We urge the UK government to commit to a truly transformative NDC that reflects the pressing need to take responsibility for the UK’s historical emissions. To achieve this, the UK must decarbonise in a rapid and just way, in line with an equality-based attribution approach to emissions reductions (5) Investment in a Green New Deal that creates safe, well-paid green jobs and sustainable infrastructure will have significant benefits for the health and prosperity of the UK public, as well as tackling the inequalities in health outcomes that have worsened in light of the Covid-19 pandemic.
2. Permanently cancel all new fossil fuel extractive projects
We are pleased to note that the Government recently put a temporary halt to plans for the Whitehaven coal mine in Cumbria (6). However, we urge the Government to now ensure that the mine, which would be the first new deep coal mine in the UK in over 30 years, is scrapped permanently. The Government must also ensure that other new plans for fossil fuel extraction are cancelled, including mines, oil wells and hydraulic fracturing. Instead, projects that create safe, well-paid green jobs should be prioritised.
We also urge the Government to bring UK Export Finance in line with this aim and cease funding fossil fuel projects abroad. Funding should instead be prioritised for projects and initiatives that promote health and wellbeing globally, including helping countries to scale down their emissions and prepare for climate impacts in a way that is just. The UK Government should also reconsider the recent cuts to the foreign-aid budget, to help protect those worst affected.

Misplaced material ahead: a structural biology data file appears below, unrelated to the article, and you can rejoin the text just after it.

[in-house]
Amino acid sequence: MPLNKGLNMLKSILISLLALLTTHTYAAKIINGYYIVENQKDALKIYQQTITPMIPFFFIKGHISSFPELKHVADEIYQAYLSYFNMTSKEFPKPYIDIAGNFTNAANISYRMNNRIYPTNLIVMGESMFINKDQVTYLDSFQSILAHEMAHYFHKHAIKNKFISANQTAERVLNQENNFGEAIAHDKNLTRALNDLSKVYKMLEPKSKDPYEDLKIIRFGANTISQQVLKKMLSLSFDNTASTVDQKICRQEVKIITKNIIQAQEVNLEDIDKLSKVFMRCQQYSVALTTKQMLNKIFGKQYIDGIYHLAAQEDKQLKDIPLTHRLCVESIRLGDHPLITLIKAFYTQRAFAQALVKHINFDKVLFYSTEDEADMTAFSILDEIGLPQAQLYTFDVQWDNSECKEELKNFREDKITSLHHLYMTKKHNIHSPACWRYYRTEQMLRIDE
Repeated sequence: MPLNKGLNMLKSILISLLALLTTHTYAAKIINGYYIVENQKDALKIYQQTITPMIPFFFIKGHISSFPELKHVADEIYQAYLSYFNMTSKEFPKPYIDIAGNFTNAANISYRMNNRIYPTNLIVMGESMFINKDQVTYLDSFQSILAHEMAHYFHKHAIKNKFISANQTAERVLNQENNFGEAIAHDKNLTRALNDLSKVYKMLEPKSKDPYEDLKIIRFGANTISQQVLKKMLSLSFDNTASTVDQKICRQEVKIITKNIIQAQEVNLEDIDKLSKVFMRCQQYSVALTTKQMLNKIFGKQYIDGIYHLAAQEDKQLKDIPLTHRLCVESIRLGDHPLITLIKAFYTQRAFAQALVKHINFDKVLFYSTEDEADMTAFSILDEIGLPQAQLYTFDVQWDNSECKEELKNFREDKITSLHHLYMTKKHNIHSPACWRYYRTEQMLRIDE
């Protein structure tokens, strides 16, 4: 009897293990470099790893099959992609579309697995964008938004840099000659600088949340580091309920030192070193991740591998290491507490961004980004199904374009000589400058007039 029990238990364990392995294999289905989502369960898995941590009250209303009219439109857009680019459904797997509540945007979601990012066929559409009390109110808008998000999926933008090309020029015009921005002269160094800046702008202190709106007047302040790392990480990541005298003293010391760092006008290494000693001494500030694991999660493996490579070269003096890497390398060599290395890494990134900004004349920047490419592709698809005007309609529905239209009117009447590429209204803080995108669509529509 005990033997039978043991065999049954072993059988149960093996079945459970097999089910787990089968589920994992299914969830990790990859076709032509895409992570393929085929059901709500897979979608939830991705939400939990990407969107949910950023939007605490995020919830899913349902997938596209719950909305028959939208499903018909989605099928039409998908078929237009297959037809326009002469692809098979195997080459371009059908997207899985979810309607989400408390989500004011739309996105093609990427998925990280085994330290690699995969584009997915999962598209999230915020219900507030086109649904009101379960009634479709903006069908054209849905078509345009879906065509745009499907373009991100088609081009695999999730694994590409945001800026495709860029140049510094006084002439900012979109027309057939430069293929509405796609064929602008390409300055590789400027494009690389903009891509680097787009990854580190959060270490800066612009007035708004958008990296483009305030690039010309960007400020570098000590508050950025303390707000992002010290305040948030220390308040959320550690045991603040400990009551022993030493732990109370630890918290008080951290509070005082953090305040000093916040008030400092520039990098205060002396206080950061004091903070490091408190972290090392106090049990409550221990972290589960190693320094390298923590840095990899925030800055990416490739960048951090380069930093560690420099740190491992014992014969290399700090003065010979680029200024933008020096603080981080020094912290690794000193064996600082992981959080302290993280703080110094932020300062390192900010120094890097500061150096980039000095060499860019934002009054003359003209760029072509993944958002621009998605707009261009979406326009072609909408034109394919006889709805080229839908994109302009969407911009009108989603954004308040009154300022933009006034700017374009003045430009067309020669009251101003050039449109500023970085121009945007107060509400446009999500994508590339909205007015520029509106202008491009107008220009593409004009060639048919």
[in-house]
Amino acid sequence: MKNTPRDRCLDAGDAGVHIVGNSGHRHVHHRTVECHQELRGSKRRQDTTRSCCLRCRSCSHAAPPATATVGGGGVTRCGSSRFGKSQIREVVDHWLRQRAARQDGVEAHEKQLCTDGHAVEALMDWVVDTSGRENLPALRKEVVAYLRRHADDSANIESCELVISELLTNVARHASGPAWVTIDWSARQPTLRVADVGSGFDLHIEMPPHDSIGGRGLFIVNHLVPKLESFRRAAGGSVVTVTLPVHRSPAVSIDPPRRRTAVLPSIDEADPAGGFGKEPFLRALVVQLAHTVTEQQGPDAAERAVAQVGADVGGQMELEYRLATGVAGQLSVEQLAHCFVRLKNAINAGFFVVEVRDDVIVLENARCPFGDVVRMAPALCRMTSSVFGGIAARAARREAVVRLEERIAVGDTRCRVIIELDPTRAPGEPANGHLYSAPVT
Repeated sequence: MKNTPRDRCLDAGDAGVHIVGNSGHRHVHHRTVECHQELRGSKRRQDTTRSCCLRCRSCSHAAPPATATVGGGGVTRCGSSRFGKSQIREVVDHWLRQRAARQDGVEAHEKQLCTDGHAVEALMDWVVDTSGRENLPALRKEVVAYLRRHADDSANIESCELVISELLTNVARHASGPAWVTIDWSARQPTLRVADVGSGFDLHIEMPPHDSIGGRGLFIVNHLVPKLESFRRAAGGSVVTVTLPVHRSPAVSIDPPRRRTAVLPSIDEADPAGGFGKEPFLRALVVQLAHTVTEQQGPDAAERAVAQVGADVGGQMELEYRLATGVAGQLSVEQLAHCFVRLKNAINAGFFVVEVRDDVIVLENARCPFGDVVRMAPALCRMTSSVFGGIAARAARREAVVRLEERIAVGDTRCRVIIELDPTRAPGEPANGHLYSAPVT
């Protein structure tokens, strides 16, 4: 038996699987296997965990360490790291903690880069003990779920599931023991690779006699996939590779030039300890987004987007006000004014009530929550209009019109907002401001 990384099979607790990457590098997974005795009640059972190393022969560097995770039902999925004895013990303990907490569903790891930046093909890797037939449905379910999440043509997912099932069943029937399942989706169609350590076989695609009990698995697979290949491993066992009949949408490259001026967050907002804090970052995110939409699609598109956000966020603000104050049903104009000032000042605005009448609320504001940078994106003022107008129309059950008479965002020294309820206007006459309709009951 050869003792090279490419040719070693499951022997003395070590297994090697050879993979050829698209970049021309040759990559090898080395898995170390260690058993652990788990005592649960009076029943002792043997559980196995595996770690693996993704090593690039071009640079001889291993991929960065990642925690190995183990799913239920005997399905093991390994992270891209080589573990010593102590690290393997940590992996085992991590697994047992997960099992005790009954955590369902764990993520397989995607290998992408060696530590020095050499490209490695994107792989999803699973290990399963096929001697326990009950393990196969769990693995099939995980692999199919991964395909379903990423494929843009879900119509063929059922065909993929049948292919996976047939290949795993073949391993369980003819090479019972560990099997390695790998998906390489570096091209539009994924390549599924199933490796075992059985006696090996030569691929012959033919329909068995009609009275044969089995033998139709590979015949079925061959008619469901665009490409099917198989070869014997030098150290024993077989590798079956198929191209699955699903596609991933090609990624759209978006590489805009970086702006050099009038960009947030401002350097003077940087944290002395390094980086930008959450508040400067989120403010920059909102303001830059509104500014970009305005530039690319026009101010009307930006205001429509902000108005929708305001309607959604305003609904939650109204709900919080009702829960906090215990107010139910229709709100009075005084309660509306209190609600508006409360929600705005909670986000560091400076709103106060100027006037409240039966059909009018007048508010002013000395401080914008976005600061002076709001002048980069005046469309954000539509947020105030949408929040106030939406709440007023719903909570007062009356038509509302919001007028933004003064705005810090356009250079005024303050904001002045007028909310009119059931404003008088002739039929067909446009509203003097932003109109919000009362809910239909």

The UK Government cannot be a world leader on decarbonisation at COP26 while also supporting fossil fuel extractive projects that undermine emissions targets and harm the health of communities across the globe.
3. Guarantee a Fossil Free COP26
As highlighted by recent studies, the world’s five largest publicly owned oil and gas companies spend around $200m annually in order to lobby governments and international bodies with the intention of ‘controlling, delaying or blocking binding climate-motivated policy’ (7). Further research has also indicated how the fossil fuel industry is working to oppose climate-friendly Covid recovery packages (8) We believe that the presence of the fossil fuel industry at COP26 therefore represents a fundamental conflict of interests.
We welcome the UK Government’s previous announcement that it intends to seek only sponsors that are ‘making real contributions to the fight against climate change’. However, in order for COP26 to be a success, the government must go further in ensuring that fossil fuel companies are not able to influence the outcome of the talks (9).
For this reason we call on the UK Government and the COP26 leadership to not accept sponsorship agreements with fossil fuel companies and to ensure that no lobbyists working on behalf of the fossil fuel industry are able to access the talks. We also demand that the decision to appoint SSE plc a sponsor of COP26 is reconsidered. It is not appropriate that a company operating Scotland’s single most polluting industrial site is given such a role at the climate talks.
Covid-19 has shown us that we cannot prosper without healthy societies that live in harmony with nature. As we build back from this pandemic and look towards COP26, we urge the UK government to protect the health of current and future generations by committing to the above demands.